Blue Ticket: Thrilling account of what it means to be a woman
Book review: Sophie Mackintosh’s dystopian fiction certain to set blood coursing
Blue ticket is Sophie Mackintosh’s second novel. Photograph: Simone Padovani/Awakening/Getty Images
What does it take to transform a life chosen for you, randomly, by a lottery system enforced by those in power? What role does luck play in life? How to write about choice in today’s world? Sophie Mackintosh’s second book is a timely meditation on what it means to be a woman, a mother and its (supposed) unnamed “opposite”. Once, not so long ago, I’d have termed it “dystopian”.
We follow Calla, who as a teenager was advised she would not be a mother, due to the allocation of a blue ticket from a machine: “That’s how your life becomes a set thing, written . . . unchangeable.”
The layout feels so refreshing: sections with chapters of varying lengths. The first chapter is a single page consisting of five short paragraphs. The book reflects the world it speaks of and implores us to keep up. I found it fascinating how quickly the action unfolds; there is very little build-up and it is positively thrilling.
Almost immediately we are given a line of girls waiting to get tickets from the machine “the way you would take your number at the butcher’s counter”. “It was happening immediately, the diverging of our paths, no time to spare.” We encounter various people – mostly trying to sabotage Calla’s attempts at being a mother.
There is almost constant drama: this is a book to set the blood coursing through your veins. Set in an eerily familiar time and place as any we still know, yet as fantastical and other as Atwood’s Gilead, it’s about being human, simply. About being alive in troubling, confusing times – about finding our way through the “reality” enforced upon us – both externally and internally.
This remarkable novel acts as a crucial reminder that, in essence, the body we are born into (and its own respective journey) is in part a gamble in which the self we so willingly categorise plays a somewhat minor role. Who are any of us to tell someone who or what they “are”? To judge another person purely because they took it into their own hands, when the life they’d had thrust upon them – its upsetting, suffocating rules – was not the way in which they wanted to exist?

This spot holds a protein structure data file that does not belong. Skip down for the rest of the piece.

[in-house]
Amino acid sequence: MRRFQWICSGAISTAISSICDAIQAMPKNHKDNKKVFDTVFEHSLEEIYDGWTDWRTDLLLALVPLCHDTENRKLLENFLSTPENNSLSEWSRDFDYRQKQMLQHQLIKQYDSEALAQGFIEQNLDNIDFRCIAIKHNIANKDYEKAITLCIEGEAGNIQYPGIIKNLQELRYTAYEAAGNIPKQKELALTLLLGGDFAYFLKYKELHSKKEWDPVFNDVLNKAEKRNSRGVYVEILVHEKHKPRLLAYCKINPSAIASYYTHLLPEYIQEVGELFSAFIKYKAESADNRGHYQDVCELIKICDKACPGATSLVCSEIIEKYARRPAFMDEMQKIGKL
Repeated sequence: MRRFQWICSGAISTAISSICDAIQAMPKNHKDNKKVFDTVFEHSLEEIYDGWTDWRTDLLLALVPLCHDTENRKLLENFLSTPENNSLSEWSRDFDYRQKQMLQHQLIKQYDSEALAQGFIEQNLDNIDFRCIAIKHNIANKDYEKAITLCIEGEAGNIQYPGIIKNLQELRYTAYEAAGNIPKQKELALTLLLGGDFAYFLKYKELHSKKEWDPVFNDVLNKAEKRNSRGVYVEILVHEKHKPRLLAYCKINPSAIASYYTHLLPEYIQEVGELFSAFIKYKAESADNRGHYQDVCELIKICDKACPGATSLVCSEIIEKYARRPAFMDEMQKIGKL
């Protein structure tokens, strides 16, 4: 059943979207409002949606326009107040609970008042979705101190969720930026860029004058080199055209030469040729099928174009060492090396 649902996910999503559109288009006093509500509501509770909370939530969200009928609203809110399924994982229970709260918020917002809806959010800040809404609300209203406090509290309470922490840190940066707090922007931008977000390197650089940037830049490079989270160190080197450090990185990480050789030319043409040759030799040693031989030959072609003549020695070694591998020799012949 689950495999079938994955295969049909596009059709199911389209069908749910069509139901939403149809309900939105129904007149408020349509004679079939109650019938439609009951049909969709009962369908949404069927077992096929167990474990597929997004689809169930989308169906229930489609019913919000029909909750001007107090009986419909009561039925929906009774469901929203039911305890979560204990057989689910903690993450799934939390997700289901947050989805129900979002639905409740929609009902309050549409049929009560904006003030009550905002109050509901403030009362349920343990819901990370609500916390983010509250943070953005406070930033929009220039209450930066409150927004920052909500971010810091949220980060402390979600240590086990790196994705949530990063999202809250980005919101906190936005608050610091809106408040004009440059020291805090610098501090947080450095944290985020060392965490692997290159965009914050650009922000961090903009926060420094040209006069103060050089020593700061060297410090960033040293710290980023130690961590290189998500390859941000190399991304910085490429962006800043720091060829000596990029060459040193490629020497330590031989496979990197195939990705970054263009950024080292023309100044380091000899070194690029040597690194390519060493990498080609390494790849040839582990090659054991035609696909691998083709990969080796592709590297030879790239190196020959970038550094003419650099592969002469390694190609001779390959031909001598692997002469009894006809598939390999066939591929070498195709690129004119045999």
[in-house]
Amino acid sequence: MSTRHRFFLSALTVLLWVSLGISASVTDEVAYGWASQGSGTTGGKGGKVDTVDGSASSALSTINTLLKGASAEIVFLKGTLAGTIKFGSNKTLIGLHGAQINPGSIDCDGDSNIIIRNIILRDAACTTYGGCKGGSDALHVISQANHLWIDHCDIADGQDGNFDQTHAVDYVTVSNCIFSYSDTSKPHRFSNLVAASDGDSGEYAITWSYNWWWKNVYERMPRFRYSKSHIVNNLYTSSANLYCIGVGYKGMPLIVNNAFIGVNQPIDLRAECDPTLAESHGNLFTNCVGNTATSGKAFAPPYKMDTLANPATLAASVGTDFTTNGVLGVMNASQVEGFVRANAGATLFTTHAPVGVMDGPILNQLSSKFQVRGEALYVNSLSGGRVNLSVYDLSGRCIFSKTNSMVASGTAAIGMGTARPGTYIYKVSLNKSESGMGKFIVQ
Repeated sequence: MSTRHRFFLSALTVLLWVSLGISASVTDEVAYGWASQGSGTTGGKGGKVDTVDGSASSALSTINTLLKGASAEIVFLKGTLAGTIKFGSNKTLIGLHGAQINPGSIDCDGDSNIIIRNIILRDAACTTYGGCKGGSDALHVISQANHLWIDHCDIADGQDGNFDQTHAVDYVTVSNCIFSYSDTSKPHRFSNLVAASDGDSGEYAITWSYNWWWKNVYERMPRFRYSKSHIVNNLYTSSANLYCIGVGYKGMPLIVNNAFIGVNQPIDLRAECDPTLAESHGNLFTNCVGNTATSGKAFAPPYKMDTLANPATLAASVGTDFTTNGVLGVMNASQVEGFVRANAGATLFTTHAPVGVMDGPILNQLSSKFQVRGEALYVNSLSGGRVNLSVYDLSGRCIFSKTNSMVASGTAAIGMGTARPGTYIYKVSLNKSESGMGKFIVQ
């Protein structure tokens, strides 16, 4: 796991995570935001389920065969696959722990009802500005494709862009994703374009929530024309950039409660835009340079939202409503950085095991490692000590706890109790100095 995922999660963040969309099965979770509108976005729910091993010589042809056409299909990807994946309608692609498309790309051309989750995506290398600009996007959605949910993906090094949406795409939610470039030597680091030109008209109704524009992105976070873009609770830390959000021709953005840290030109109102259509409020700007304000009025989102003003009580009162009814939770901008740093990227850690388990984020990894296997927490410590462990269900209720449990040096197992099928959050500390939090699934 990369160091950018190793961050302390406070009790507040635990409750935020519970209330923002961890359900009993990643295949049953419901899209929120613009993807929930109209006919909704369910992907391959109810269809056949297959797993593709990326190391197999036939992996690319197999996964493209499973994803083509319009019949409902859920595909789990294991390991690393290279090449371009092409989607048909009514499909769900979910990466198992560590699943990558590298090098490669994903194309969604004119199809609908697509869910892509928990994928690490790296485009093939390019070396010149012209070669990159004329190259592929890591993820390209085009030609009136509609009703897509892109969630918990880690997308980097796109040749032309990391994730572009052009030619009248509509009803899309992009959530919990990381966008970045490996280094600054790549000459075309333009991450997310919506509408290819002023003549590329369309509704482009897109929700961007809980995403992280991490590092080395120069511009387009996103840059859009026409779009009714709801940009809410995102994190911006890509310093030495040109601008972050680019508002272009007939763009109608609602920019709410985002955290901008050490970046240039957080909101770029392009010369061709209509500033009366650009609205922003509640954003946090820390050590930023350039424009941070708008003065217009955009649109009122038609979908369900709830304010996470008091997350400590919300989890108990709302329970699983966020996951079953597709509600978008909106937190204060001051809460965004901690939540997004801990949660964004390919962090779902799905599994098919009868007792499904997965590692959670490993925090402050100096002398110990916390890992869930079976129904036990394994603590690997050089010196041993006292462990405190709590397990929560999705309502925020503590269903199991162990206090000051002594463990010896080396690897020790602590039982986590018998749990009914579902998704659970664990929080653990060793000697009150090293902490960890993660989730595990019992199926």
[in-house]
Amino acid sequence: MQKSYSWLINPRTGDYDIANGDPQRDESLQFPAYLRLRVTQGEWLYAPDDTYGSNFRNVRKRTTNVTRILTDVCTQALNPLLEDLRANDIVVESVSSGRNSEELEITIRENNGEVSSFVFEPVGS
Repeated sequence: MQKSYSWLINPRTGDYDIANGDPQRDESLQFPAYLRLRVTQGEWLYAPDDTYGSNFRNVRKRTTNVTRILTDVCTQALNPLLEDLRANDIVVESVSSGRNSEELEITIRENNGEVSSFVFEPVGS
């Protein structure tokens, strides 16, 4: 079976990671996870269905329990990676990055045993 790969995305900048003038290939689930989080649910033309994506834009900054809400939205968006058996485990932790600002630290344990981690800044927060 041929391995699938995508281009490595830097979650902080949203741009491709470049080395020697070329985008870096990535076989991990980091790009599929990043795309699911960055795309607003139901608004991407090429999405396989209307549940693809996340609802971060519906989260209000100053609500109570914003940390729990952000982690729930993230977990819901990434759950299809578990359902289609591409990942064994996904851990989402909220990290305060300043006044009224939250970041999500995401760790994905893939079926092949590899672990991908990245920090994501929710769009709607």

“My body was speaking to me in a language I had not heard before . . .” It might seem unnecessary to note that the body is a central theme in this book, given its subject matter, but I have read much on the theme of mothering in which it is given almost zero weight. Calla feels like “a doll with another doll inside”, unsure if she “counted as one or two” when pregnant. Motherhood is presented as a liminal place the body occupies and is occupied by: “the last perversion . . . the only one closed off to me”.
Nest of shrews
The most affecting line for me is: “I was skinless against the world, its terror, but its beauty too”, like Liz Berry’s Republic; its “unbearable skinless beauty . . .” As I wrote this, I uncovered a nest of shrews – the skinless babes attached to the mother, feeding in the dark beneath discarded haylage wrapping – and I thought of Calla.
Lots of the age-old, gut-wrenching views on childless women are referred to: “I was not motherly . . . there was a lack . . . a flaw”; the intricate tensions that play themselves out beneath the skin of countless women without children. (Even in seeking the way to word this sentence, I was drowning in the negative: not, no, less, etc.) Calla’s desire for a baby is “a strange, ravaging ghost . . . I hadn’t known I was capable of such hunger, or such grief”.
How women treat one another here is so intriguing, in ways reminiscent of Mackintosh’s first book, The Water Cure, or of Daisy Johnson’s Everything Under, but utterly made new. Themes of twoness, aloneness and reflections permeate the book and the idea of trust.
The “real and fake” sit side by side in Blue Ticket, like frozen turkeys at a simulated supermarket (on many occasions I imagined this chilling, brilliant book as a video game from the 1990s). Dreams play an essential role within the narrative; animalistic and raw but tinged with exquisite, newly born hues: “I cut my palm open . . . and out of my wounds oozed not blood, but an ink-like substance the colour of deep indigo.”
Why would Calla choose it, that chaotic shattering of her world? “I looked up into the sky . . . searching for the best reason . . . Having a child is both the most rational and irrational decision possible, in this . . . f**king awful, beautiful world.”
Or this explanation: “I had seen and even touched the hot wet redness of the universe . . . seen changed irrevocably. I had wanted that.”
Or this one, a dream of her daughter: “She moves in the way of ancient and eternal things.”
This book might reshape your views on much, perhaps even your relationship with being alive.